H2 /N2 /Ar tube furnace (1800°C)

H2 /N2 /Ar tube furnace (inter atmosphere glovebox, 1400°C)

Flash sintering Furnace (1600°C)

Mixer/ball/rotary milling

Chemical vapour deposition furnace

Hot isostatic press (2000°C, 300 MPa)

Thermogravimetric analysis (1600°C) – including water vapour

Differential scanning calorimetry (1600°C) – including water vapour

Dilatometry (1200°C)

Laser Flash Analysis (1200°C)

Dynamic mechanical analysis (600°C)

Laser confocal microscopy

Raman microscopy

Atomic force microscopy

X-ray diffraction crystallography

X-ray computer tomography

Metallographic sample preparation (inert atmosphere glovebox)


Particle size analysis – laser diffraction

Surface area analysis – BET

NovaNano scanning electron microscopy (SEM) equipped with:

  • a Field Emission Gun (FEG) electron source
  • electron Backscatter Diffraction Analysis (EBSD) and Energy Dispersive X-Ray (EDX)
  • nano-indentation
  • high temperature air/steam injection capability to examine high temperature corrosion and oxidation on the micron scale

Helios G5 focused ion beam (FIB)/SEM equipped with:

  • a Field Emission Gun (FEG) electron source
  • Secondary Electron (SE), Backscattered-Electron (BSE), Circular Backscatter Detector (CBS), scanning transmission electron microscope (STEM) detector – resolution of 0.7 nm
  • Oxford instruments Ultimax EDS 170 mm2 detector, Oxford instruments Symmetry fast CMOS EBSD camera
  • AutoTEM lamella preparation, Slice and view software for 3-D electron image, EDS or EBSD capture
  • Alpha active loader with coupling to MBraun glovebox to permit fully contained workflow for alpha active nuclides

Talos 200i scanning transmission electron microscope (S/TEM) equipped with:

  • FEG electron source with probe size down to 1 nm
  • Bright-field (BF), Annular dark-field (ADF), High Angle Annular Dark Field (HAADF) detectors
  • Dual Bruker EDS systems with energy resolution of 129 eV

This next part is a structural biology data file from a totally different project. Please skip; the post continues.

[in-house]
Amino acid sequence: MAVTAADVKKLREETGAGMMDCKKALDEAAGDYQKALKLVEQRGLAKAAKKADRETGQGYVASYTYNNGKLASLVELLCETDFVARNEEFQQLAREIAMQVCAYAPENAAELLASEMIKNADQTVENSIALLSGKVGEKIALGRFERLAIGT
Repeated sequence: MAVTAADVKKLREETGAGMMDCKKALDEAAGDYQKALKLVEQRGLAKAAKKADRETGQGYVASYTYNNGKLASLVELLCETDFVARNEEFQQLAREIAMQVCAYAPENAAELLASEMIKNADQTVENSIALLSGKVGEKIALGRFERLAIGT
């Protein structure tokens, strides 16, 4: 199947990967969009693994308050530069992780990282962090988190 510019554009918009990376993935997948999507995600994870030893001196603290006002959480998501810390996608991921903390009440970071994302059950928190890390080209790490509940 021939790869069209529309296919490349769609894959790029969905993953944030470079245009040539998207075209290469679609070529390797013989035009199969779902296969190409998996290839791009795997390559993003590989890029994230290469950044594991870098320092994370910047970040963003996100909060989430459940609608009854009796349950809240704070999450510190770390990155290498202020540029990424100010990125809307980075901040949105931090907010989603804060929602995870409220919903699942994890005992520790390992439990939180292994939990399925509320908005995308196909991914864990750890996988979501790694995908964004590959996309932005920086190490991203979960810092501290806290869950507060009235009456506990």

• Gatan Continuum EELS camera for spectroscopy of EFTEM image acquisition, energy resolution of 0.9 eV
  • Range of holders, including low background EDS, Cryogenic and Vacuum/ inert transfer holders to go from FIB glovebox to S/TEM without breaking of containment/exposure of the sample to air

The irradiated materials facilities housed within the Henry Royce Institute at the University of Manchester include various experimental capabilities to investigate irradiated materials high-temperature nuclear systems and materials degradation in these environments. The research team has developed a dedicated radioactive laboratory to prepare, characterise and test irradiated samples including graphite and Zr alloys. Equipment capabilities include sample machining, preparation, radiometric and radiological fingerprint characterisation (α, β and γ), microstructural characterisation (2 and 3D) including spectroscopic & crystallographic, and in-situ testing (both mechanical and environmental, and chemical and physical treatments with on-line spectroscopic evaluation). Further equipment specifications are given below.

A water jet cutter

TEM mill and associated ancillaries

Spark erosion machine

Optical microscopes

Supplementary facilities including ovens, balances

Twin jet electropolishers for TEM sample preparation

Various cutters, Diamond saws and active lathe

2 x 1000°C thermal treatment rigs with online Mass Spec analysis of evolved gases and 3H/14C analysis

Instron load frame and 30 KN load clee coupled to a 2000 °C Creep furnace rig complete with gas analysis and 3D micro DIC

High (3000 °C) sintering furnace

Beta high pressure (200 bar) high temperature (360 °C) Autoclave, 1.6 l vessel Physical characterisation

PoreMaster 60GT pore volume measurement

Porometer 3G pore size distribution

Resonance frequency and damping analyser

Olympus panametric Ultrasonic testing

Pheonix TE66 dynamic mechanical analyser

Micromeritic Tristar II surface area analyser

Packard Tri-Carb 3100TR

Canberra NAIS-2×2

Canberra HPGe detector